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  • cranky critter

    More supply is more supply.

  • Angela

    Creation of jobs.

  • Jacob

    Cranky: That’s not the point. But you know that. You’re just being cranky.

  • cranky critter

    Then please explain the point for me Jacob.

    How silly of me to presume that the US either benefits from producing more oil, or doesn’t benefit. How evern sillier of me to then think, “hmm, probably we DO benefit.”

  • Angela

    I’m not too well read on this issue, but it seems to me that countries that produce oil for the world market play games with supply so as to affect price. Increasing supply doens’t make lower prices inevitable. If the supply stays with us, demand may go up, and refineries may find themselves operating at max capacity, which would cause a price increase.

    Tea party socialist. I get it. I’m not impressed.

  • Jacob

    My impression is that the cartoon is highlighting the idea that “drill baby drill” folks think US oil will flow right into US gas tanks – a misconception Tea Party politicians certainly aren’t trying to dispel.

    I think a good many Tea Party folks response to the fact that our oil will go to the world market would be “‘eff that! It’s our oil! Give it to us!”. Kind of a hypocritical position, as noted above.

    But of course you’re correct, more supply is more supply and might even benefit us. That’s just not the point of the cartoon.

  • cranky critter

    I don’t see how that’s really a misconception worth quibbling over. What’s the evidence that tea partiers, as a group are afflicted with this slight oversimplification?

    What’s the problem with simply presuming that folks who say “drill baby drill” simply think the policy would potentially benefit America over the longer term in the form of lower fuel prices and a net increase in potential domestic supply?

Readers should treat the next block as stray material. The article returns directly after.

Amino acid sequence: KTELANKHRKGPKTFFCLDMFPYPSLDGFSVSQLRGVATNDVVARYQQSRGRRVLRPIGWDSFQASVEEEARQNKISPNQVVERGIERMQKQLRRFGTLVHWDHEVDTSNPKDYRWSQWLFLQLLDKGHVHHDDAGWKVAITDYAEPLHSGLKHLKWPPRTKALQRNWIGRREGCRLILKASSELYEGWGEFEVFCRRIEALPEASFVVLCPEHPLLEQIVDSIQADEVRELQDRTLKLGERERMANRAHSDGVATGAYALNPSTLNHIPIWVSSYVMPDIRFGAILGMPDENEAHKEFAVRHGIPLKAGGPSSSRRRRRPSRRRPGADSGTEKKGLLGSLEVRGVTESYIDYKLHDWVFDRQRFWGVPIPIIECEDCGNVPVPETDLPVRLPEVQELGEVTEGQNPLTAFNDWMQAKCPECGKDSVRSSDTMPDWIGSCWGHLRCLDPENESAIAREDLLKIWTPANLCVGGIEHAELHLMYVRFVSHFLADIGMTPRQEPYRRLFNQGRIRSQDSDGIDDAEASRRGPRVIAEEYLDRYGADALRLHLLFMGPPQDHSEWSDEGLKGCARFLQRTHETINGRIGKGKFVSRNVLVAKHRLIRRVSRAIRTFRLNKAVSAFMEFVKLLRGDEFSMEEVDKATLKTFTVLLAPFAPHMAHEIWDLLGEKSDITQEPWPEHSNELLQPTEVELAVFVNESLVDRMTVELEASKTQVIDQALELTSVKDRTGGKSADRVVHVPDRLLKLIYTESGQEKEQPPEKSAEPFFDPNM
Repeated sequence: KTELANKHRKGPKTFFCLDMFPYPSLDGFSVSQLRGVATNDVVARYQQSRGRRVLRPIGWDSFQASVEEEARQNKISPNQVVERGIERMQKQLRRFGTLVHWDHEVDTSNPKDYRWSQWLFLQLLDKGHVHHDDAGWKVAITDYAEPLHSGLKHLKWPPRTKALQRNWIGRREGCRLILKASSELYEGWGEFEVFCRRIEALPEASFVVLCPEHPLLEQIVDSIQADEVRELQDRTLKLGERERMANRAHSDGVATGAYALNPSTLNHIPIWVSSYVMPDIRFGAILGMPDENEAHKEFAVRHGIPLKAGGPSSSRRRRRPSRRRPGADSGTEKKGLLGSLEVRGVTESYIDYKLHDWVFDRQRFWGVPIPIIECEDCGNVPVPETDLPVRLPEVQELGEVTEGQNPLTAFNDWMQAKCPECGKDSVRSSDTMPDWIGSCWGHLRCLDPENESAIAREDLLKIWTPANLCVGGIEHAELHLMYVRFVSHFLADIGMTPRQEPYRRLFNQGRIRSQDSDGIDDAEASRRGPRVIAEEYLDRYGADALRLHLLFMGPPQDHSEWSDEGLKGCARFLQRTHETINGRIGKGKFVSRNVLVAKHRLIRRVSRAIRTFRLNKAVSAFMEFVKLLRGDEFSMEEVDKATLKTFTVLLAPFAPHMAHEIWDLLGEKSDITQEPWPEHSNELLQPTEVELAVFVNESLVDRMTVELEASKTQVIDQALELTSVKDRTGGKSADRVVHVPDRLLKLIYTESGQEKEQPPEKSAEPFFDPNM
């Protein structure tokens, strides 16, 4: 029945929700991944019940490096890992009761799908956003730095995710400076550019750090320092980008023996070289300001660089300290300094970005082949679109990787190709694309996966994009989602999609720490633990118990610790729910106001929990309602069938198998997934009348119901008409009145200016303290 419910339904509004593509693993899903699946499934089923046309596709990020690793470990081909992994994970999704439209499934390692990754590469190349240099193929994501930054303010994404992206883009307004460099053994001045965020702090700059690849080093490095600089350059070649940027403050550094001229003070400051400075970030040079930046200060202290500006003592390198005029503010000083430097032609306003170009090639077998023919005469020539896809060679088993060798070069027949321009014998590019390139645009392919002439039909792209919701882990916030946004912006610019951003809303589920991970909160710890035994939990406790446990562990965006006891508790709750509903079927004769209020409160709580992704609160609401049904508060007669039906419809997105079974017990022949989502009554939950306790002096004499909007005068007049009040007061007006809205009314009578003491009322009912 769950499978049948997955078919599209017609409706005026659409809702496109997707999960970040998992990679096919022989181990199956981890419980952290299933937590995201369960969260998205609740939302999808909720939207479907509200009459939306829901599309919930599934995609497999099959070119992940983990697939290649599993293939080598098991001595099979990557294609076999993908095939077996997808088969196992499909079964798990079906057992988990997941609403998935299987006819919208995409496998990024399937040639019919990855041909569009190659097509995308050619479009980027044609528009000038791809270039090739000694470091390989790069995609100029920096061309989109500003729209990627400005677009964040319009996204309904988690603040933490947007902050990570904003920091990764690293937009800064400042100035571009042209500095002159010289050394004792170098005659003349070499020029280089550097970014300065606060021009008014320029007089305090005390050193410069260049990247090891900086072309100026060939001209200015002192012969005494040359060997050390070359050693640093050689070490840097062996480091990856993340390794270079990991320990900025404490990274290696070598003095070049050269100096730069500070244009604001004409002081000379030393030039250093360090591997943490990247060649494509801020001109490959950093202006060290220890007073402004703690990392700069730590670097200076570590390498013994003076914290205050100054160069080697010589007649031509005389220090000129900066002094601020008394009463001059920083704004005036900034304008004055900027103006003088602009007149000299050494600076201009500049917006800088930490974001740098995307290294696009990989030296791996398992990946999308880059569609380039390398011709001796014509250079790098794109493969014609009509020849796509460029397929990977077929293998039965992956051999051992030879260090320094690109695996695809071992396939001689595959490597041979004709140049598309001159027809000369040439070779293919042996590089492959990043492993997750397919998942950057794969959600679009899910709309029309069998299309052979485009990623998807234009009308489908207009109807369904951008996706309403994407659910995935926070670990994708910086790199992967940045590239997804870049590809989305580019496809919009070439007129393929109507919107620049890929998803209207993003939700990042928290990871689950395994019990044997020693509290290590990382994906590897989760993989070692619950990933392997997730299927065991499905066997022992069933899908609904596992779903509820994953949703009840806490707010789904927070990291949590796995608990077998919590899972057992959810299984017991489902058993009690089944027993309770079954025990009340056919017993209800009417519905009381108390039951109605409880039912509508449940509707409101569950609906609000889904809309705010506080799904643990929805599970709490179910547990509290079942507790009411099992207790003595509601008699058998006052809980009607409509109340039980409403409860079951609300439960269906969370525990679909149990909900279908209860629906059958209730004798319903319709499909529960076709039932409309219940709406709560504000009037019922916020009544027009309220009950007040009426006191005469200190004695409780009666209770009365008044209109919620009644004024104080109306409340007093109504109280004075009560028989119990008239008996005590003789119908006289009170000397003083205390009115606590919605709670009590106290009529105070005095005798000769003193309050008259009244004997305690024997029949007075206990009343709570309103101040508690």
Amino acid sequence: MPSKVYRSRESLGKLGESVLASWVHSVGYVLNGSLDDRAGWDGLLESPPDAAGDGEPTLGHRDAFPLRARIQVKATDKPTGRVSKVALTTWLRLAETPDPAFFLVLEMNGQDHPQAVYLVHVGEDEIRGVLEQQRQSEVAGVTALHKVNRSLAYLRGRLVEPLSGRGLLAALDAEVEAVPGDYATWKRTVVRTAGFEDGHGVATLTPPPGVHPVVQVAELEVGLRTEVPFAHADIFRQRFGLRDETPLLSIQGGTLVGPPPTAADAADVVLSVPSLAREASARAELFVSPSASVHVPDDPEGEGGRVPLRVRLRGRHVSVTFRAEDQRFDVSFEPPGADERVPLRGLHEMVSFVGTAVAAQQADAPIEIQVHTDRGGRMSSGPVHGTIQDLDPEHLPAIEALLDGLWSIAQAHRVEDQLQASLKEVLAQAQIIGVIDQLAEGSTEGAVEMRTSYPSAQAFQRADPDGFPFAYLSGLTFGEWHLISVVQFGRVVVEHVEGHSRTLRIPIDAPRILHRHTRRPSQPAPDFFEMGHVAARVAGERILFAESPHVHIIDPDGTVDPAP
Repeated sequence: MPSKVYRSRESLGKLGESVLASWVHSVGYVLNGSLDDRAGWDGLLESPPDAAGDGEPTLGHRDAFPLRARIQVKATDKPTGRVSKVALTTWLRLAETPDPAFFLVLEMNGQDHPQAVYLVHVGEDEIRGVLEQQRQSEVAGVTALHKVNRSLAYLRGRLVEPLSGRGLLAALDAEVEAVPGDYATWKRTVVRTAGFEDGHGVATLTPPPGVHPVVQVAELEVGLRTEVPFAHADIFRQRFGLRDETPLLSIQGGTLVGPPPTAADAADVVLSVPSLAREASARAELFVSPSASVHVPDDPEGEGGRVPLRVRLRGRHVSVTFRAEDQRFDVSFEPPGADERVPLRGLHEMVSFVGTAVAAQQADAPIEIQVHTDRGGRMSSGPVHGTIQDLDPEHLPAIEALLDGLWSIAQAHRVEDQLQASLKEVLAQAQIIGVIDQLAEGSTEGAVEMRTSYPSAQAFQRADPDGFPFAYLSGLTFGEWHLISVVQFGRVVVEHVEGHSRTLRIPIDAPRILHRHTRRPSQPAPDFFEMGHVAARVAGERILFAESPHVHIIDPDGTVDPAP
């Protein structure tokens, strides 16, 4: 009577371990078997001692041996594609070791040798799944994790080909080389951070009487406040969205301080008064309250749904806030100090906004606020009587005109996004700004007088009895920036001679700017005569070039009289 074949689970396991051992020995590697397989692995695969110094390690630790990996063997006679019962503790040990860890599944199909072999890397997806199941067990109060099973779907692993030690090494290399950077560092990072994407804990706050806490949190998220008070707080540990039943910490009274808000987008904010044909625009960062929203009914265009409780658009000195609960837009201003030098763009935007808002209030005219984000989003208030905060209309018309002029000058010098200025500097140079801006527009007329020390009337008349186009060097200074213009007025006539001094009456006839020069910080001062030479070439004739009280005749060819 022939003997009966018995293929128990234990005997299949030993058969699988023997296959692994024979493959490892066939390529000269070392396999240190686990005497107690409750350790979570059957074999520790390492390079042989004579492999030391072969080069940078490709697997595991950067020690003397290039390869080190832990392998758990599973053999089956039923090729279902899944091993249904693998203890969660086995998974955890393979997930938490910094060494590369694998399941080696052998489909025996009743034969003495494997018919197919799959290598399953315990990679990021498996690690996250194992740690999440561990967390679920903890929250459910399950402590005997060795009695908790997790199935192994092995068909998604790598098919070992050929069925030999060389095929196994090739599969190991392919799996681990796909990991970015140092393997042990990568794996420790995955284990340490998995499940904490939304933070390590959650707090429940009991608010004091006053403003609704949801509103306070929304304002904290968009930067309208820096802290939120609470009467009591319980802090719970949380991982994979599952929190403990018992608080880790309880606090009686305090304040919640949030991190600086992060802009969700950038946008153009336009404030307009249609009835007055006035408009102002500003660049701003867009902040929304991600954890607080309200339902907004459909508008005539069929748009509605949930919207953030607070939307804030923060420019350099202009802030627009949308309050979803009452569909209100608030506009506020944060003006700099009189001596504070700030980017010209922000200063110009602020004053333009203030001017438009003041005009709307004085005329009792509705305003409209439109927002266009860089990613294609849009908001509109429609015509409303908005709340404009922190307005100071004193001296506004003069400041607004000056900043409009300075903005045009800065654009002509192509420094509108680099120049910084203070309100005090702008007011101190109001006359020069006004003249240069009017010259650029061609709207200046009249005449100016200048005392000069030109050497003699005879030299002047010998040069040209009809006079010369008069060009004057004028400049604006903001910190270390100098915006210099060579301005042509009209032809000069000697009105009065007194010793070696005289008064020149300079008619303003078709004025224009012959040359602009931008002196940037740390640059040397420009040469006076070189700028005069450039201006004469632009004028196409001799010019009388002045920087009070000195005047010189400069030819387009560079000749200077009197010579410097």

• Jacob

    What’s the problem with simply presuming that folks who say “drill baby drill” simply think the policy would potentially benefit America over the longer term in the form of lower fuel prices and a net increase in potential domestic supply?

    The problem is that I have yet to see evidence of thoughtful and nuanced Tea Party policy positions.

    I have no problem presuming that you might feel that way, but you are often thoughtful and nuanced. Also, you’ve probably never carried a protest sign reading “Government keep your hands off my Medicare!”

    I’m just saying, if we’re going to presume something about the Tea Party it’s not going to be a comprehensive grasp on the intricacies of the global oil market.

  • rafrostick
  • WHQ

    Well, it’s a cartoon. The question isn’t whether or not “drill, baby, drill” with an assumption that doing so will have a significant effect on oil and gas prices (justifying whatever environmental risks must be taken) is unique to Tea Partiers. The question is whether such a thing is sufficiently inconsistent with the stated views of Tea Partiers that it makes the Tea Party character in the cartoon inappropriate.

    I’ve gotten some chain e-mails putting forth very similar points of view from people I know to be at least sympathetic to the (very loose coalition known as the) Tea Party over the last few years, and this certainly sounds similar to some things Sarah Palin has said.

    The cartoon works, AFAICT, whether or not it makes a comprehensive statement about the Tea Party, which is likely impossible, anyway.

  • Angela

    Thanks rafro, I read the article. Also read an article on the Koch brothers and AFP. Always open to learning.

  • Angela

    At the risk of being off topic, (feel no need to comment on the cartoon), the companies (or governments, whatever the case may be) who ship goods globally, should the cost of oil continue to go up, would have to increase their bill for shipping. Imported goods, and using cheap labor outside of the borders, may not be as competitive in price, or as profitable, respectively, which would be good for the U.S.

  • Scott S

    Whether producing domestic oil lowers gas prices or not, it will generate jobs including exploration, production, transportation, maintenance, refinement and more investment into newer exploration technology or alternative technologies.

    New jobs lowers unemployment costs, and generates income tax. All positives when our economy is struggling and our deficits are growing.

    Right now, we are exporting dollars – let’s keep some of that in house by producing our own oil.